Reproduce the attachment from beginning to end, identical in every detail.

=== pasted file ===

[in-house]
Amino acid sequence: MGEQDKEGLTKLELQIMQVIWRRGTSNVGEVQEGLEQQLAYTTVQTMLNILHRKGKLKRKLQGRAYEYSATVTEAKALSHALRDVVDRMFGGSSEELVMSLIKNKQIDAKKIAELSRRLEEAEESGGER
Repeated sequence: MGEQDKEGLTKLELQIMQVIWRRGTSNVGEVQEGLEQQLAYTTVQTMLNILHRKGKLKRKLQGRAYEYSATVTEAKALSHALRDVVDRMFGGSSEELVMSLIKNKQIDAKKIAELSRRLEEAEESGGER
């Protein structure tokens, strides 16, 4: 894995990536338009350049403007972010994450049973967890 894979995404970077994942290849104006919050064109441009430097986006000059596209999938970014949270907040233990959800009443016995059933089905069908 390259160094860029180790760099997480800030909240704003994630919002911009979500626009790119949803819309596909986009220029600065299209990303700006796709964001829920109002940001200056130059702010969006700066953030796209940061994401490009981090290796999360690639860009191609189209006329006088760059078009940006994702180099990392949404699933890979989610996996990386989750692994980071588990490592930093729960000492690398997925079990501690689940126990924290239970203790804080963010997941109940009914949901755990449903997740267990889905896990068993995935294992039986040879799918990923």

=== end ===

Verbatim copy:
[in-house]
Amino acid sequence: MGEQDKEGLTKLELQIMQVIWRRGTSNVGEVQEGLEQQLAYTTVQTMLNILHRKGKLKRKLQGRAYEYSATVTEAKALSHALRDVVDRMFGGSSEELVMSLIKNKQIDAKKIAELSRRLEEAEESGGER
Repeated sequence: MGEQDKEGLTKLELQIMQVIWRRGTSNVGEVQEGLEQQLAYTTVQTMLNILHRKGKLKRKLQGRAYEYSATVTEAKALSHALRDVVDRMFGGSSEELVMSLIKNKQIDAKKIAELSRRLEEAEESGGER
């Protein structure tokens, strides 16, 4: 894995990536338009350049403007972010994450049973967890 894979995404970077994942290849104006919050064109441009430097986006000059596209999938970014949270907040233990959800009443016995059933089905069908 390259160094860029180790760099997480800030909240704003994630919002911009979500626009790119949803819309596909986009220029600065299209990303700006796709964001829920109002940001200056130059702010969006700066953030796209940061994401490009981090290796999360690639860009191609189209006329006088760059078009940006994702180099990392949404699933890979989610996996990386989750692994980071588990490592930093729960000492690398997925079990501690689940126990924290239970203790804080963010997941109940009914949901755990449903997740267990889905896990068993995935294992039986040879799918990923």